Pony Express Google Doodle

Today, April 14, is the 155th Anniversary of the Pony Express! To celebrate the Google Doodle on the google main search page is a game that you can play.


You are the pony express rider trying to make it through 3 different legs of your journey while avoiding obstacles and collecting as many pieces of mail as possible along the way.


At the end you are welcomed into town and get a score which helps the overall global score of everyone playing together and which you can share with your friends:


You can see I did not do every well, but it was my first time!

Here is the video Google made about the Pony Express and what went into making this game:

Hope you get to play the game and good luck!

Google Doodle

Have you seen today’s Google Doodle (the picture on the front page of Google featuring their name)?

It features Eadweard J. Muybridge’s The Horse in Motion. If you click the picture on Google you can see the horse running. Below is how the actual set of pictures looked that make up the moving image:

Eadweard J. Muybridge was an English photographer who used multiple cameras to take pictures of animals and people in motion, and then project them as moving pictures before film with a zoopraxiscope. His work helped to better understand how people and animals move.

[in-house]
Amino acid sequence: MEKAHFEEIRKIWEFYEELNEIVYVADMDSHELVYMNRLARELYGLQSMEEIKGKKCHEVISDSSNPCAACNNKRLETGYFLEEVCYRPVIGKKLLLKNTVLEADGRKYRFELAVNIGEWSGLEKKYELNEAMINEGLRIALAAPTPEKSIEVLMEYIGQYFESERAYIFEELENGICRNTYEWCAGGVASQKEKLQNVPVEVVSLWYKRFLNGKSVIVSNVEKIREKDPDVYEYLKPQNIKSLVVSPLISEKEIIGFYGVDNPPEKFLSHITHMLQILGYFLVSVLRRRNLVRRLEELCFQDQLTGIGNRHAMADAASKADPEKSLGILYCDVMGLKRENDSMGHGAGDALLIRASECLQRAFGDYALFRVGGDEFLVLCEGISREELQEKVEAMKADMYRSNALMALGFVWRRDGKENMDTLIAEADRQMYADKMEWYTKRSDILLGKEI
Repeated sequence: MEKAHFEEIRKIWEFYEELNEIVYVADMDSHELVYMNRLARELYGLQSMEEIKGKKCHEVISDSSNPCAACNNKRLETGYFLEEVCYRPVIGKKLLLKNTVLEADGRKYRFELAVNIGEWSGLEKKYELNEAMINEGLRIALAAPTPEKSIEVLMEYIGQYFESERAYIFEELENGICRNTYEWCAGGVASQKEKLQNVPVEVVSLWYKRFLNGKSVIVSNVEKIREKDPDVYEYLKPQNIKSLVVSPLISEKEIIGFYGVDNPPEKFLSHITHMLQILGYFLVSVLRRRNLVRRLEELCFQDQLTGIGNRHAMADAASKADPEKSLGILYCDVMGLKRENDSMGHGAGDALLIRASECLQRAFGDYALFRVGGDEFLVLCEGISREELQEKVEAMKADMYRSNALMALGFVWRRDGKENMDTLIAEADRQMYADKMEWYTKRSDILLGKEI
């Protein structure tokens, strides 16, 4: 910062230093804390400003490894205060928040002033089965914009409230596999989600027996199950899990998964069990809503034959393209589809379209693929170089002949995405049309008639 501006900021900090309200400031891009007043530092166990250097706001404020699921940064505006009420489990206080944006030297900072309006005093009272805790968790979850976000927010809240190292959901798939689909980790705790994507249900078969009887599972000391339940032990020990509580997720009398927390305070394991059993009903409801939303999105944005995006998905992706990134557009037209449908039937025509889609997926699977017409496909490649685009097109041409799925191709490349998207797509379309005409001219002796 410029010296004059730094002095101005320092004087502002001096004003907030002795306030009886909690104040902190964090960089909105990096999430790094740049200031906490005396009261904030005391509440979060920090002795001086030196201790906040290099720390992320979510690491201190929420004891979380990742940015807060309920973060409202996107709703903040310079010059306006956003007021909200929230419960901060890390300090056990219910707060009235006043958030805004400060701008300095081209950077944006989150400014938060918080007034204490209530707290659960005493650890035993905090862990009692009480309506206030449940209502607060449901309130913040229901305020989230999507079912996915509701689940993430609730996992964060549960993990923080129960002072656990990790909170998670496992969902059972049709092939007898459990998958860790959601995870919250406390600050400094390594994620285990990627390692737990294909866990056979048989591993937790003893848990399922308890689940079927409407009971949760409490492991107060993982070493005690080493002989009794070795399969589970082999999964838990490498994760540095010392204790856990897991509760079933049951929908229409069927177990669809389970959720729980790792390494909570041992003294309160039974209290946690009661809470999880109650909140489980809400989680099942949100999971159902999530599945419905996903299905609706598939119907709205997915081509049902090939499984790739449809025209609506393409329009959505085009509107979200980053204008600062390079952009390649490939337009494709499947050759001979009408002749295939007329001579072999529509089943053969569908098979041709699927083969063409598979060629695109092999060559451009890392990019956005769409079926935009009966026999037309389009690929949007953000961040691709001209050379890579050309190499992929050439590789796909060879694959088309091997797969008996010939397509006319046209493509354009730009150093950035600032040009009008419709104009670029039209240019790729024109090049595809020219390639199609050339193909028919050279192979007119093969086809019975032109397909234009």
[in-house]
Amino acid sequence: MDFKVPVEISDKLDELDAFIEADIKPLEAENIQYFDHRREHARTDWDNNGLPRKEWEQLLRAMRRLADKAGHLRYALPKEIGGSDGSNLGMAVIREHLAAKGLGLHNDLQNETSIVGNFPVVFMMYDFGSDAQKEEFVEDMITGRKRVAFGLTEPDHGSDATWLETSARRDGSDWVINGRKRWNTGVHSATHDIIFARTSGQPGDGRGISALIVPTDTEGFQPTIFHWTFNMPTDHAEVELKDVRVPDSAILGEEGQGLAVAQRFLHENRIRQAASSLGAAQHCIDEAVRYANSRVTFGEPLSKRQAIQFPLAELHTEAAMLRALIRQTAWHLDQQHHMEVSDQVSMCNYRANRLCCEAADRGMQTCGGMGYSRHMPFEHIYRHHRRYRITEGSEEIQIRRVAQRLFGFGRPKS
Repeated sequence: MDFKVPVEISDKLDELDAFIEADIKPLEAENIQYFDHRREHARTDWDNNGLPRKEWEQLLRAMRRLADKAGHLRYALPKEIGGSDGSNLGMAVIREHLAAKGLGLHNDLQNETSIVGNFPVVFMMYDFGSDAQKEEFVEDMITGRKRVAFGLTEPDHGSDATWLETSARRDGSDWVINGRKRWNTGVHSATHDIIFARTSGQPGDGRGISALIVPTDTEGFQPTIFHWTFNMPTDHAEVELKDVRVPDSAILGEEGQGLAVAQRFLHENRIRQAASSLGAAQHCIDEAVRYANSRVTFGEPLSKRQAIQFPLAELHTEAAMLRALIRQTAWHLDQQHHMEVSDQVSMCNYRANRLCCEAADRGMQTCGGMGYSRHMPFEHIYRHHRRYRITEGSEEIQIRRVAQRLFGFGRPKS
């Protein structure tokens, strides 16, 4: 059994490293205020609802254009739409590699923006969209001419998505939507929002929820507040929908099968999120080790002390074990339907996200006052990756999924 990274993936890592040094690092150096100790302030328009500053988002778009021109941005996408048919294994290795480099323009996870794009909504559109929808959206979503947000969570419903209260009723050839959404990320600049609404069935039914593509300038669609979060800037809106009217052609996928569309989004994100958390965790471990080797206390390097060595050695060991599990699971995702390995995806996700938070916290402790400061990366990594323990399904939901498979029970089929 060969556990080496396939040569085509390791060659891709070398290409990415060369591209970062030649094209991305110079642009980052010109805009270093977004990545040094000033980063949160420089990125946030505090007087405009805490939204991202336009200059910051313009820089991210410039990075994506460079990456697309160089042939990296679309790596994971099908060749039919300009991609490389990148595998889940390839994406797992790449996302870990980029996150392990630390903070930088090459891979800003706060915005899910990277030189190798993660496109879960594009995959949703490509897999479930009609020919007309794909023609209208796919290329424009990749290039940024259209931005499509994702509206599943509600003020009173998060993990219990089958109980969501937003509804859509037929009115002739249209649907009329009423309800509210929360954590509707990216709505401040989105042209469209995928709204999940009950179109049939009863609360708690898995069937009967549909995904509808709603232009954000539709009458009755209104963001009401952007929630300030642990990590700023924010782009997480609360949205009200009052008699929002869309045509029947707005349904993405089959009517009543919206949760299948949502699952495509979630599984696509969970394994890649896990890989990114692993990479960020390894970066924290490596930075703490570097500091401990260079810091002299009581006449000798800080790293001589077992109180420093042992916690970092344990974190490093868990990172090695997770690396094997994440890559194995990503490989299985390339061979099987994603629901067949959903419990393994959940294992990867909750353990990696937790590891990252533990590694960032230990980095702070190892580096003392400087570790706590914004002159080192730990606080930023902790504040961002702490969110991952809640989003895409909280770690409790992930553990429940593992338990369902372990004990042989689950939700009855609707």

The Horse in Motion was created to settle a common question of the day scientifically: were all four of a horses hooves on or off the ground while at a trot? Art leading up to this point in history often featured the horse at a trot with all legs off the ground, the front legs out in front off the ground and the back legs out behind the horse and off the ground. He set up a series of cameras to take pictures as the horse trotted past. It took only a single picture to actually solve the debate: a horse does have all four hooves off the ground at once, when all legs are tucked up under the animal while switching between pulling forward with the front legs and pushing forward with the back legs, not as artists had depicted.

Here are a couple more examples of movement photography by Muybridge:

Horse Jumping


Buffalo Running

(Animal Locomotion, Plate 700, 1887)


(found here)